Susan Quinn

Yet You Cry When It Hurts (Nothing is Promised 4)

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When the world is drowning, diplomacy is more than handshakes and headlines.
Nitara Desai has spent her life negotiating international agreements, easing points of conflict, and averting disasters. Worst-case scenarios belong in her nightmares, not the IEC’s daily reports. On a calm day, being a director at the International Energy Consortium only requires fixing CarbonCon translators for flustered Brazilian delegates. A thankless job, but the world is still drowning in CO2—there’s no choice but to keep treading.
On a bad day, it’s not just the Brazilians acting up, but the Americans walking out, and now the Governor of Southern California insisting on a clandestine meeting. Then a text comes from Matti, her solid rock in the stormy seas: Guess what? We’re getting married!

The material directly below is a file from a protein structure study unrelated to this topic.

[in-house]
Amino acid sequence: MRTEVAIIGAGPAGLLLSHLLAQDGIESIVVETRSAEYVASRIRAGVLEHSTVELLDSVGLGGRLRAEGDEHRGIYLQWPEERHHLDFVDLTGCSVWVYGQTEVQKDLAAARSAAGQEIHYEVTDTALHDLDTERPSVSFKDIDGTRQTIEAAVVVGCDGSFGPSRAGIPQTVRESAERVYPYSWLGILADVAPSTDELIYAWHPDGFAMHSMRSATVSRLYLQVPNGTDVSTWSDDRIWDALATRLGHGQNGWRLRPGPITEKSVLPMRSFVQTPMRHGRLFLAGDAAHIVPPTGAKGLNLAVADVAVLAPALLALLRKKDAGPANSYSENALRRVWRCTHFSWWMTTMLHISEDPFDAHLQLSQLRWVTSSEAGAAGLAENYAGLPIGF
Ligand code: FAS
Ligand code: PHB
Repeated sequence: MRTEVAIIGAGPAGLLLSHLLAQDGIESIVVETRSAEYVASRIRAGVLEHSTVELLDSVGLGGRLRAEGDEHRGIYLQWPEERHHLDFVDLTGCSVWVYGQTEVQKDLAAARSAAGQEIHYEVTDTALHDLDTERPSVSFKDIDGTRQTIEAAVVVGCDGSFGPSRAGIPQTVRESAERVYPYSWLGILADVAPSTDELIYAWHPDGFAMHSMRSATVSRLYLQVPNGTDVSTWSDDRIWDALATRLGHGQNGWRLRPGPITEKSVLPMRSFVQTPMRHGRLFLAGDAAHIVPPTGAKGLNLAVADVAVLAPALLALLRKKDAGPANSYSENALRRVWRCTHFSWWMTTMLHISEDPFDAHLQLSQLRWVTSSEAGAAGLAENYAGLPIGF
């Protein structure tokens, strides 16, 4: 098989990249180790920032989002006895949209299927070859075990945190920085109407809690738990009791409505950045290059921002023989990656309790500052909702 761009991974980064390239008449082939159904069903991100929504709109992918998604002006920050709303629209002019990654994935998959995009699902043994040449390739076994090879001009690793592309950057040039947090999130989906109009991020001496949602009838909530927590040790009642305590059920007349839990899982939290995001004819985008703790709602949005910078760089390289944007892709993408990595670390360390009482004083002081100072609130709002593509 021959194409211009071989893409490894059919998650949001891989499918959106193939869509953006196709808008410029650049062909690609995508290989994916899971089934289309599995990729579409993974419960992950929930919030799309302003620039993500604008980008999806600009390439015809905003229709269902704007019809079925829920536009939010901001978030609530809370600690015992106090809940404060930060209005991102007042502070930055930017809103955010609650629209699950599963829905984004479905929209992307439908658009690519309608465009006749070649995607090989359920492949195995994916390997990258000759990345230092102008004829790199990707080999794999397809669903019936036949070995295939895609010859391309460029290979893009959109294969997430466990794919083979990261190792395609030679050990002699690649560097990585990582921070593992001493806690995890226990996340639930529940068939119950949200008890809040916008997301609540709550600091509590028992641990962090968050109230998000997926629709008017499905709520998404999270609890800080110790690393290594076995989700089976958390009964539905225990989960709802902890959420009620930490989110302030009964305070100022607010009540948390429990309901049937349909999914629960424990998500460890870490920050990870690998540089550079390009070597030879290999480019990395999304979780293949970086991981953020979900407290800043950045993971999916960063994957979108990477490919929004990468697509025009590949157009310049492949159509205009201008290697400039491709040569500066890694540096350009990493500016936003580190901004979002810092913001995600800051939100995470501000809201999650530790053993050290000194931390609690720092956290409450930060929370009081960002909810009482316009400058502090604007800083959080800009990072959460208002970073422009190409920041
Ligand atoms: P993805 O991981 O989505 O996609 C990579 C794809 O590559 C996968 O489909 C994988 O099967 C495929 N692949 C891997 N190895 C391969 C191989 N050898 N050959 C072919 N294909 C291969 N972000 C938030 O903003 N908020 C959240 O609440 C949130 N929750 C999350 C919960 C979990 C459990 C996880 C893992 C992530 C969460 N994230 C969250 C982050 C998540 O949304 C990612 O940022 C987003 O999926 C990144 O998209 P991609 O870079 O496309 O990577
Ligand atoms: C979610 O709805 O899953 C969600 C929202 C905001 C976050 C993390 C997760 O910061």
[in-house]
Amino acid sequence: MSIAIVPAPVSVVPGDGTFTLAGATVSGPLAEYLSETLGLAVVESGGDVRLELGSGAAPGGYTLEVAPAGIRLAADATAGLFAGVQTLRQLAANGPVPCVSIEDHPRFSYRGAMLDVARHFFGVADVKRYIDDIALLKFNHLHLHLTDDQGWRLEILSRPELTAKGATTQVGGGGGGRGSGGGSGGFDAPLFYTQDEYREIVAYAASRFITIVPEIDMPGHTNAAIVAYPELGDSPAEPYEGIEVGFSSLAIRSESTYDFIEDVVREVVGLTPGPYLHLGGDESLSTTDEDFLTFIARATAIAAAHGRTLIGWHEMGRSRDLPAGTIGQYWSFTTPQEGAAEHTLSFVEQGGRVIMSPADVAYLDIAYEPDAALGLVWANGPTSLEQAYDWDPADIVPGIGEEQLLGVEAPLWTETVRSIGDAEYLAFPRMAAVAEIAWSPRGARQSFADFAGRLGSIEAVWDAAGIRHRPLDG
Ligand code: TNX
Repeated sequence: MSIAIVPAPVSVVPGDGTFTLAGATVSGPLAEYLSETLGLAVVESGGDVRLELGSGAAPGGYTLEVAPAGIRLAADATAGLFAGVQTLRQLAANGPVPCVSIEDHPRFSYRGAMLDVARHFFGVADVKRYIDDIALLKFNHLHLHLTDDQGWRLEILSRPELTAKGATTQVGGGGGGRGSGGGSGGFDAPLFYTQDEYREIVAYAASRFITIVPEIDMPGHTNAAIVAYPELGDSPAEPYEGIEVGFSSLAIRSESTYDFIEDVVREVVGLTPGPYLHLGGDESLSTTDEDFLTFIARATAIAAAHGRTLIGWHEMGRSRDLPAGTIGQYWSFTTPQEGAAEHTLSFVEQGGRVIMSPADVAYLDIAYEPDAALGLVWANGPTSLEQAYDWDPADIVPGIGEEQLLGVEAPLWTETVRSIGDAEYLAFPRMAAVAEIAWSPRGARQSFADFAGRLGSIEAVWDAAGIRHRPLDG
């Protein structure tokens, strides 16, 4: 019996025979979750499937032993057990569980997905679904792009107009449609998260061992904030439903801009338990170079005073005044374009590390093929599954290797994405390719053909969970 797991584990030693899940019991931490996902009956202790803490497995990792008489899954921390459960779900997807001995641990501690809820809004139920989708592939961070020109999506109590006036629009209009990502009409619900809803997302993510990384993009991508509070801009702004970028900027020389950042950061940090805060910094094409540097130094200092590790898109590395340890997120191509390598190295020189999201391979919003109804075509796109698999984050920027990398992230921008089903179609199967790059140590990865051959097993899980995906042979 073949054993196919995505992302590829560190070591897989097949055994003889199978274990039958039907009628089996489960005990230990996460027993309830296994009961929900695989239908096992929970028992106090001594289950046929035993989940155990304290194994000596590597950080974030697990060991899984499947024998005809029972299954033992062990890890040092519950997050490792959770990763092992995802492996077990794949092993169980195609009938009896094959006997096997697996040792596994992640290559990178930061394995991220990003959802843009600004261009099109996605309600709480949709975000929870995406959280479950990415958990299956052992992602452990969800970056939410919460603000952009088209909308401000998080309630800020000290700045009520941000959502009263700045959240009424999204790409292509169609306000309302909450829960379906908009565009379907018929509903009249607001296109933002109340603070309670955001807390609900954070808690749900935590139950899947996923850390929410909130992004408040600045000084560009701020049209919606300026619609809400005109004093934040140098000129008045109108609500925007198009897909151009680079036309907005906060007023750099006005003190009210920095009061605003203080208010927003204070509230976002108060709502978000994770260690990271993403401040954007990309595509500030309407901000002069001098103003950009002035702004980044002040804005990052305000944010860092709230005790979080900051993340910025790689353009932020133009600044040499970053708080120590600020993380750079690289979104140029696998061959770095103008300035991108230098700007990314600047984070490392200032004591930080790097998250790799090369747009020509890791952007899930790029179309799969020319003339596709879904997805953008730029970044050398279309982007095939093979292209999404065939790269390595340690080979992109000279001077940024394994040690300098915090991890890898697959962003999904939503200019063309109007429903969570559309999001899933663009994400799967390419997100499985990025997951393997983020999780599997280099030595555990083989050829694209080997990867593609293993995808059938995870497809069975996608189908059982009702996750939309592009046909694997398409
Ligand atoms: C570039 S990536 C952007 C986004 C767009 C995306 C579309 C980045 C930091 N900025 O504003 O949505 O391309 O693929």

Suddenly, an earthquake is slow-rolling through her personal life as well.
She waited too long: to tell Matti how she feels, to quit the unwinnable race to net zero, to grab hold of the things that make life worth living, not just trying to stay afloat. When the governor reveals an impossible technology that could save the planet, but it’s in the hands of a murderously ambitious man, it’s a catastrophe she can’t turn away from. And it’s almost enough to distract her from everything falling apart. Work first, always.
And maybe that’s been the problem all along.
Yet You Cry When It Hurts is the fourth of four tightly-connected hopepunk novels in a near-future climate-fiction series. It’s about our future, how the forces of greed are ever-present, how the fight for a just world never ends, and how it’s not strongmen who will save us but the bright cords of connection that hold the world together.
If you enjoyed the optimistic climate solutions in Kim Stanley Robinson’s Ministry for the Future or the cozy cooperative future in Becky Chambers’ Monk and Robot series, you will enjoy Nothing is Promised.
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